As many working Americans, I work for a firm that generously offers a choice of major medical plans to its employees. All of us have different needs and different family arrangements. Some of us have families with little ones, and others of us are empty nesters or single. In our case, a high-deductible health plan and a health savings account made the most sense, both in terms of coverage and cost.

Also similarly to many Americans, when open enrollment came around this year, we switched carriers. One of my key specialists is non-par with the new carrier. I have a great relationship with this doctor and his staff and wanted to try to find a way to continue seeing him without paying “retail.” The first few thousand dollars of care are my responsibility, so I called the doctor’s office and asked what kind of discount I could get for paying in cash.

The office staff said that they had never been asked about this before, but if I wanted to pay cash at the doctor’s billed charges rate, they would be happy to accommodate my needs. I suggested that since the doctor didn’t need to shoulder the cost of filing with an insurance company and didn’t need to carry a receivable, I should receive the benefit of those savings.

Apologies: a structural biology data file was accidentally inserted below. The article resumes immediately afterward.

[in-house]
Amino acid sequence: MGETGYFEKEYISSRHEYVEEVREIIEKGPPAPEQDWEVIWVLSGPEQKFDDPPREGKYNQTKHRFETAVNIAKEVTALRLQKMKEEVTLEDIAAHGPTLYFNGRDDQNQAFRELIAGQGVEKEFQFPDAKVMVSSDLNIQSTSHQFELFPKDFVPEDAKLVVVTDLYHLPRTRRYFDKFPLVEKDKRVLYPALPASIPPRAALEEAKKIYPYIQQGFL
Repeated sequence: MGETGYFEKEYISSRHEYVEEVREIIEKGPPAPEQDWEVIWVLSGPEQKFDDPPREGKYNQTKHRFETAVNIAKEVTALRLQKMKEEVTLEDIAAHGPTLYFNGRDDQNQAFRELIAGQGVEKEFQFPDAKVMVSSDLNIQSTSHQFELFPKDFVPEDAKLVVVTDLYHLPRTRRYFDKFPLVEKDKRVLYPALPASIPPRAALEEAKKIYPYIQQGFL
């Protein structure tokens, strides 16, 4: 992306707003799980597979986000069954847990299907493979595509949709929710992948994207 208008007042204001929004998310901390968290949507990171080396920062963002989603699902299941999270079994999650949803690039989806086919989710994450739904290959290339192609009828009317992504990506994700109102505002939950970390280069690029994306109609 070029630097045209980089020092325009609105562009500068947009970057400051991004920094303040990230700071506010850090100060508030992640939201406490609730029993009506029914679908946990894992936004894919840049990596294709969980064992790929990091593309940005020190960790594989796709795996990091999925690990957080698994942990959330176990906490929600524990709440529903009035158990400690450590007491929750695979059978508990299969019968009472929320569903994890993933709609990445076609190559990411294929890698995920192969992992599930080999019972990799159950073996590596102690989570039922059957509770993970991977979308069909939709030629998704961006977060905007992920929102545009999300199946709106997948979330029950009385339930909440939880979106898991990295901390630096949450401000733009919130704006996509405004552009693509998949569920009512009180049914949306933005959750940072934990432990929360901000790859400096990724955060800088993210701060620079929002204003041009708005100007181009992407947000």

I recommended that they look up the average localized cost for the five or six CPT codes (office visit and labs) the carriers allow on www.healthcarebluebook.com and told them I would pay no more than those amounts. The front desk clerk said that she would check with the office manager and see what they could do, but she noted that they “didn’t do this kind of thing.”

Imagine my surprise when the doctor’s office called this morning with pricing that was actually a bit lower than I found online. Once we determined that everyone had won, we scheduled an appointment. Rule No. 1 of being a health care consumer: if you don’t ask, you don’t get.

Check out more blog entries from David Saltzman.